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Study says Southern Ocean uptake of atmospheric CO2 recovers

According to new data, the Southern Ocean regained its ability to soak in atmospheric carbon dioxide over the past decade, alleviating some of the anxiety about its earlier weakening trend. 

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    An iceberg floats in the Southern Ocean, off Australia's Antarctic Territory, in this undated handout photograph from the Australian Antarctic Division.
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The Southern Ocean, which absorbs huge amounts of carbon dioxide from the atmosphere, has regained its ability to do so, after a period when the ocean’s uptake had stalled, scientists say.

In the first decade of the 21st century, scientists announced that the ability of the Southern Ocean to absorb greenhouse gases that human activities emit into the atmosphere was weakening and feared dire consequences for future climate change.

But new research, published in Science Magazine, reveals that rather than stalling, the amount of carbon dioxide being ­absorbed by the Southern Ocean is on the rise again.

The Southern Ocean, which surrounds Antarctica, is responsible for soaking up about 40 percent of man-made emissions, such as the burning of fuels including coal, gas, and oil, thus slowing down the growth of this greenhouse gas in the atmosphere. It basically helps to lessen the speed of climate change.

“A strong carbon sink in the Southern Ocean helps to mitigate climate change for the moment, as otherwise even more CO2 would have stayed in the atmosphere, but we cannot conclude that this will continue forever. One has to recognize that despite this remarkable increase in the Southern Ocean carbon sink, emissions have gone up even more,” Prof. Nicolas Gruber, lead author and environmental physicist, told the Guardian.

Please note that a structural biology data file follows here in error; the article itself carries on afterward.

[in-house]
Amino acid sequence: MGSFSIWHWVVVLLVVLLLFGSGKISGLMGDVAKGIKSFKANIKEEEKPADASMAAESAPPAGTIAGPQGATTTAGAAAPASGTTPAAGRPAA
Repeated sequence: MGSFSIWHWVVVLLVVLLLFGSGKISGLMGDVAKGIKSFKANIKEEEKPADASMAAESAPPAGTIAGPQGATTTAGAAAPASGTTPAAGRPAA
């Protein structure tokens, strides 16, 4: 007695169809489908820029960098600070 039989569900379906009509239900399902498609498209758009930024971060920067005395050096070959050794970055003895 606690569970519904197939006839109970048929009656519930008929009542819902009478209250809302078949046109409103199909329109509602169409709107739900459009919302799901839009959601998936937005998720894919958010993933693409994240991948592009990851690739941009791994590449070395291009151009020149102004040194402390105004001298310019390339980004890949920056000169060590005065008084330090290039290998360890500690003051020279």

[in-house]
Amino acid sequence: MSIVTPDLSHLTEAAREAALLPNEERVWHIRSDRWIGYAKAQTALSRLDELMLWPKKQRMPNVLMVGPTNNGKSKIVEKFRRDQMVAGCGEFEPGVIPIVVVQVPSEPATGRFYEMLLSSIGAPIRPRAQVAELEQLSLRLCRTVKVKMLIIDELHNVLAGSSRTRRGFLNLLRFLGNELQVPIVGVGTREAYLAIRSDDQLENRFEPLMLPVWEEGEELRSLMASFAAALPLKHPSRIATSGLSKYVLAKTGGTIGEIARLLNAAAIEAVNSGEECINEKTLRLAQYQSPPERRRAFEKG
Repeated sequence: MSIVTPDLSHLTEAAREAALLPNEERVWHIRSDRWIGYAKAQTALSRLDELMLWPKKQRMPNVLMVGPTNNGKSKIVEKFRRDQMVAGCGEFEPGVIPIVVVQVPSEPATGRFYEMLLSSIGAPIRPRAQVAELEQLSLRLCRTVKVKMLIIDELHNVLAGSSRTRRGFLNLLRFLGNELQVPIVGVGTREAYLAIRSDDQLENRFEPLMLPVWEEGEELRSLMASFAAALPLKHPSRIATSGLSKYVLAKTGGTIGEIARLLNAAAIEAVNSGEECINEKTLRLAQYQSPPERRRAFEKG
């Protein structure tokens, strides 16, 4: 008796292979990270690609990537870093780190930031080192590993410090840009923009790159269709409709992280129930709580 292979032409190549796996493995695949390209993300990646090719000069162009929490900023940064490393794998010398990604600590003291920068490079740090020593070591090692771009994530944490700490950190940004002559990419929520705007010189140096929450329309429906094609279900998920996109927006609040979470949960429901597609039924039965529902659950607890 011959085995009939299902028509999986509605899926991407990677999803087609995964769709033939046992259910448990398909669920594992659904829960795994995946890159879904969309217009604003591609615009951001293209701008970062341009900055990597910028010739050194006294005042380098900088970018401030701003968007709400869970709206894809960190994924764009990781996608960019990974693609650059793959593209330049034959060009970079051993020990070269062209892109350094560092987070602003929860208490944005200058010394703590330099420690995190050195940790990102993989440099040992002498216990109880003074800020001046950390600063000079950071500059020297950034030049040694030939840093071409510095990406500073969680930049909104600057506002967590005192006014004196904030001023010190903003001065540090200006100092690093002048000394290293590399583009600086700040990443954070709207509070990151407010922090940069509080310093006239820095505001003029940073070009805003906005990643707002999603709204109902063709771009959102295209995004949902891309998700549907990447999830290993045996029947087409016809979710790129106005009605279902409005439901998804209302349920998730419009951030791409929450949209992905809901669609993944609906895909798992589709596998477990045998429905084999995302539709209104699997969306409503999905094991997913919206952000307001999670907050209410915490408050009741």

The researchers attributed the new trend to changes in winds and temperatures in the Pacific and Atlantic oceans.

During the study, the researchers analyzed measurements of CO2 in surface waters over a 30-year period from 1982. They also made use of satellite observations of sea water temperature, salinity and chlorophyll content.

They found out that the Southern Ocean carbon uptake began to revive around 2002 and by 2012, its carbon uptake was once again comparable to the level expected on the basis of atmospheric carbon dioxide increase alone.

Contributing author Dorothea Bakker, from the University of East Anglia, said in a news release:

“Since the turn of the millennium, the dominant atmospheric pressure systems have changed causing wind patterns to change too. In the 1990s, winds were stronger over the Southern Ocean, causing more water to be upwelled to the surface of the sea from the depth. But deeper waters contain higher concentrations of dissolved CO2 so this upwelling led to more greenhouse gases being released into the atmosphere and a reduction in the ocean’s net carbon uptake.

“Since the turn of the millennium, upwelling has generally subsided, except in the Pacific sector, causing a reinvigoration of the Southern Ocean carbon sink.”

The researchers are, however, unsure how long higher absorption of carbon dioxide will last and whether it’s likely to evolve in the future. “Our statistical model is not able to predict the future development,” said Peter Landschützer of ETH Zurich, a co-author of the study. 

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